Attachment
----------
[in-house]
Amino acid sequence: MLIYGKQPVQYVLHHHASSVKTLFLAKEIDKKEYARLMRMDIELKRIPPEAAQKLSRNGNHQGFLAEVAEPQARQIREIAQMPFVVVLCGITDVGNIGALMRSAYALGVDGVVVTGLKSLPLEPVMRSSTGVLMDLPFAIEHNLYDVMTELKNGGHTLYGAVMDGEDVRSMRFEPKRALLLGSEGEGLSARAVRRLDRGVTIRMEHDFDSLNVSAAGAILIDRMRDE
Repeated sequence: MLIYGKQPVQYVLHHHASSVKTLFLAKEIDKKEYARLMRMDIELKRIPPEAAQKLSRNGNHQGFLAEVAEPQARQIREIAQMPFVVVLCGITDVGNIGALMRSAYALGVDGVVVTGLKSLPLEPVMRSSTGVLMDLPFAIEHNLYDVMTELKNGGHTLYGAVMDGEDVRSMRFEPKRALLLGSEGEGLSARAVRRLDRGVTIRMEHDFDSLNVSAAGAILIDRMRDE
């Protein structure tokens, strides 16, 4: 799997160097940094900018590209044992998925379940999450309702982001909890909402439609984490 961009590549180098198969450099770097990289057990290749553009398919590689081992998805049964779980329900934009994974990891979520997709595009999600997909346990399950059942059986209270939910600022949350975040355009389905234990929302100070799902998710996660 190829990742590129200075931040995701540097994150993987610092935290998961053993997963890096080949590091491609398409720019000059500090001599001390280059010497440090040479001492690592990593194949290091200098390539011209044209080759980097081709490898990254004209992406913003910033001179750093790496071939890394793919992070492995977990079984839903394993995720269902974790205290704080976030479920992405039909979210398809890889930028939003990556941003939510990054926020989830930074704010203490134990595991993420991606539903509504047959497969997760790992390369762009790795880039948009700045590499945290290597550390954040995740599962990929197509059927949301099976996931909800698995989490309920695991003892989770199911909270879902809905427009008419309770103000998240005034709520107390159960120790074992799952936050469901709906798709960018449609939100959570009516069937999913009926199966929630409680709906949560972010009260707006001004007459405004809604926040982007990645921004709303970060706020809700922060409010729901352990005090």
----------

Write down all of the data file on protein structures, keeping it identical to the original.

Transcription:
[in-house]
Amino acid sequence: MLIYGKQPVQYVLHHHASSVKTLFLAKEIDKKEYARLMRMDIELKRIPPEAAQKLSRNGNHQGFLAEVAEPQARQIREIAQMPFVVVLCGITDVGNIGALMRSAYALGVDGVVVTGLKSLPLEPVMRSSTGVLMDLPFAIEHNLYDVMTELKNGGHTLYGAVMDGEDVRSMRFEPKRALLLGSEGEGLSARAVRRLDRGVTIRMEHDFDSLNVSAAGAILIDRMRDE
Repeated sequence: MLIYGKQPVQYVLHHHASSVKTLFLAKEIDKKEYARLMRMDIELKRIPPEAAQKLSRNGNHQGFLAEVAEPQARQIREIAQMPFVVVLCGITDVGNIGALMRSAYALGVDGVVVTGLKSLPLEPVMRSSTGVLMDLPFAIEHNLYDVMTELKNGGHTLYGAVMDGEDVRSMRFEPKRALLLGSEGEGLSARAVRRLDRGVTIRMEHDFDSLNVSAAGAILIDRMRDE
């Protein structure tokens, strides 16, 4: 799997160097940094900018590209044992998925379940999450309702982001909890909402439609984490 961009590549180098198969450099770097990289057990290749553009398919590689081992998805049964779980329900934009994974990891979520997709595009999600997909346990399950059942059986209270939910600022949350975040355009389905234990929302100070799902998710996660 190829990742590129200075931040995701540097994150993987610092935290998961053993997963890096080949590091491609398409720019000059500090001599001390280059010497440090040479001492690592990593194949290091200098390539011209044209080759980097081709490898990254004209992406913003910033001179750093790496071939890394793919992070492995977990079984839903394993995720269902974790205290704080976030479920992405039909979210398809890889930028939003990556941003939510990054926020989830930074704010203490134990595991993420991606539903509504047959497969997760790992390369762009790795880039948009700045590499945290290597550390954040995740599962990929197509059927949301099976996931909800698995989490309920695991003892989770199911909270879902809905427009008419309770103000998240005034709520107390159960120790074992799952936050469901709906798709960018449609939100959570009516069937999913009926199966929630409680709906949560972010009260707006001004007459405004809604926040982007990645921004709303970060706020809700922060409010729901352990005090």